It’s the question people have been asking for months: When will I be able to go skiing?
German Chancellor Angela Merkel, Italian Prime Minister Giuseppe Conte and French President Emmanuel Macron have called for all ski resorts in Europe to remain closed until at least the 10th of January to contain the spread of coronavirus.
Austrian officials insist their ski season can begin in December, after their second national lockdown ends, despite increased pressure from Germany to keep resorts closed.
What nobody seems to be talking about, however, is the fact that 13 ski resorts across Europe are already open for business including Verbier, Saas-Fee and Zermatt. In addition, from this week, there will be six ways for Brits to get their snow fix closer to home.
It’s also worth noting – as many were quick to point out to President Macron – that ski resorts themselves are open. Even if ski lifts remain shut, cross-country skiing, ski-touring, and even just walking around and enjoying the scenery are all still viable options.
Why is there a call for a Europe-wide skiing ban?
According to Bavaria’s Prime Minister Markus Söder, “It would be bad if after the Christmas holidays the (infection) numbers go up again because of ski adventures.”
Söder also added that the EU needs a united approach for the ski season: “If we want to keep the borders open we need a clear agreement on skiing. Otherwise things will get difficult.”
Italian Prime Minister Conte defended his proposal saying, “If we close our mountain resorts and adjoining countries do not, Italian tourists will go to Austria and France and then bring the virus home.” Under Conte’s plans, ski resorts across the Alps would remain closed until at least January 10th.
Are all EU countries going to keep ski lifts closed?
Not if they can help it.
Austria’s Finance Ministry is pushing back hard against an EU-wide plan for the ski sector.
Employing 250,000 in a population of just 9 million people, skiing is a vital part of Austria’s economy, and they stand to lose up to 500 million euros per week. Tourism as a whole represents around 15% of Austria’s GDP.
On Tuesday, Austria’s Minister of Finance Gernot Blümel insisted the EU should provide compensation if slopes were forced to remain closed over the Christmas holiday period:
“If the European Union actually specifies that the skiing areas must remain closed, then that means costs of up to two billion euros. If the EU really wants that, then it must pay for it,” Blümel said.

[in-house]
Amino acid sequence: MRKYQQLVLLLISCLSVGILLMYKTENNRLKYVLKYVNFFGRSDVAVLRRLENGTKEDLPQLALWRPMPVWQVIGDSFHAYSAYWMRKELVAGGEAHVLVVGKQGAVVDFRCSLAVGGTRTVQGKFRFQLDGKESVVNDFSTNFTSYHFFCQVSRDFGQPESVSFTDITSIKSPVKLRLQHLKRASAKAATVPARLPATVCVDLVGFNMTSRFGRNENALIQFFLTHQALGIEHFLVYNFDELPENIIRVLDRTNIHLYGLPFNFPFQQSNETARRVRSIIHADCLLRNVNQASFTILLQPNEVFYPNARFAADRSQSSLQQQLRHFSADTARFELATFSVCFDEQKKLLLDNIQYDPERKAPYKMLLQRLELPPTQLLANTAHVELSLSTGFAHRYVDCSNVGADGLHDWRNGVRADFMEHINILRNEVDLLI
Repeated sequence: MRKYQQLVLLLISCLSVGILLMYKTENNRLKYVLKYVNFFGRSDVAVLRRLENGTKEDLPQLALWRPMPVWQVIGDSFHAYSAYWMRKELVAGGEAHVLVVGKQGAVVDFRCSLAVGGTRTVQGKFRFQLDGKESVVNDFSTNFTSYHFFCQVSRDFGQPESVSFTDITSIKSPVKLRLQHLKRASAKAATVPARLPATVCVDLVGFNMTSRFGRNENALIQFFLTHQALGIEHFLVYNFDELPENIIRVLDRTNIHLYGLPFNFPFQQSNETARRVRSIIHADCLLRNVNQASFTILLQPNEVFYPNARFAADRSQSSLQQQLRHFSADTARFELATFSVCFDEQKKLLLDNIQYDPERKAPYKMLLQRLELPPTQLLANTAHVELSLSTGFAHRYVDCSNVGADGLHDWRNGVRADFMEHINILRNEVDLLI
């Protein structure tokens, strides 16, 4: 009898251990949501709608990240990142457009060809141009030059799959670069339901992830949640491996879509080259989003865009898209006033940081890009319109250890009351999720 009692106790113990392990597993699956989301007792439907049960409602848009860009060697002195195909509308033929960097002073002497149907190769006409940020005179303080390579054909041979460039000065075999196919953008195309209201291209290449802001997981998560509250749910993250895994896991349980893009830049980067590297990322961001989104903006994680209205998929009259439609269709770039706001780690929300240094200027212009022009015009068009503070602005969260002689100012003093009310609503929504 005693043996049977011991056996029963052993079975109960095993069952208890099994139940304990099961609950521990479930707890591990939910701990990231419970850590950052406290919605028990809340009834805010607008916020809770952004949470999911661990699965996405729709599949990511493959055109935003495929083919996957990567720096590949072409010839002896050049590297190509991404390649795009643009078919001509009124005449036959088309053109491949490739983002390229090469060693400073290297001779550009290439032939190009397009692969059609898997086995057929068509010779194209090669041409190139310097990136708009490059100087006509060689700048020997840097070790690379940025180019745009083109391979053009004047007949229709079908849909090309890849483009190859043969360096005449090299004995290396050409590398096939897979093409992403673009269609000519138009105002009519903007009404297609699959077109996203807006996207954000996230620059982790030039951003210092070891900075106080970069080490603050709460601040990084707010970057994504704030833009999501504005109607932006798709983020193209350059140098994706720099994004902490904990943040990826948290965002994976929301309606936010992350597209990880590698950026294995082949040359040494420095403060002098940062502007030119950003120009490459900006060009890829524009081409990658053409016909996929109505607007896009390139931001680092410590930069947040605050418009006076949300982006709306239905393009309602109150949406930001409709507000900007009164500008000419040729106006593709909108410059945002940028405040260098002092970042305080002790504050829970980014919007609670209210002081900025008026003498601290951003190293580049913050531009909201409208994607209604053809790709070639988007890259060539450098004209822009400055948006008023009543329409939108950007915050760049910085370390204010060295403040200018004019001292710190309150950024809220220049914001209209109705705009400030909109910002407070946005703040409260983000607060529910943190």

Austrian slopes are meant to be open this year, with restrictions differing from resort to resort, according to the Austrian government. “Apres-ski” will be banned, however, and ski gondolas will be out of commission, it said.
Bulgaria, which is in the EU, has also reportedly rejected Germany’s call to shut ski resorts.
It’s not clear yet how other destinations, including Slovenia and Spain, intend to operate in coming months.
Switzerland, which is not in the EU, is also open and a number of resorts, including Zermatt, Saas-Fee, Verbier, Engelberg and Andermatt, are already offering a small number of lifts running on a limited basis, with full openings expected some time after December 5th.
“Approximately 10 ski resorts already opened their slopes; the rest of the ski resorts will be following in the next three weeks,” confirmed Alex Herrmann, director of Switzerland Tourism for the UK and Ireland.
However, the Swiss government has stated that they will re-examine the situation before the Christmas holidays “and step in if the situation is unsafe”.
Where can I go skiing over Christmas?
For the moment, the safest options to book will be Switzerland and the Scandinavian countries. Although Austria is holding out hope, it is possible they’ll bend to EU pressures. If you are booking a ski trip abroad for Christmas or New Year, make sure you book an option with free cancellation.
Travel isn’t always required to get some turns in, however. From this Wednesday, December 2nd, Brits will be able to get their fix closer to home as all five indoor snow domes will be reopening.
Indoor leisure centres are allowed to open in all tier-levels. However, travel may be restricted for centres in Tiers Two or Three:
Snow Centre, Hemel Hempstead – Tier Two
Snozone, Castleford – Tier Three
Snozone, Milton Keynes – Tier Two
ChillFactore, Manchester – Tier Three
Snowdome – Tamworth – Tier Three
Chel-Ski indoor ski slope in London is also open from Wednesday.
To stay up to date with the latest info on ski resort openings and Covid-19 in Europe, make sure to bookmark our constantly updated post on coronavirus and skiing.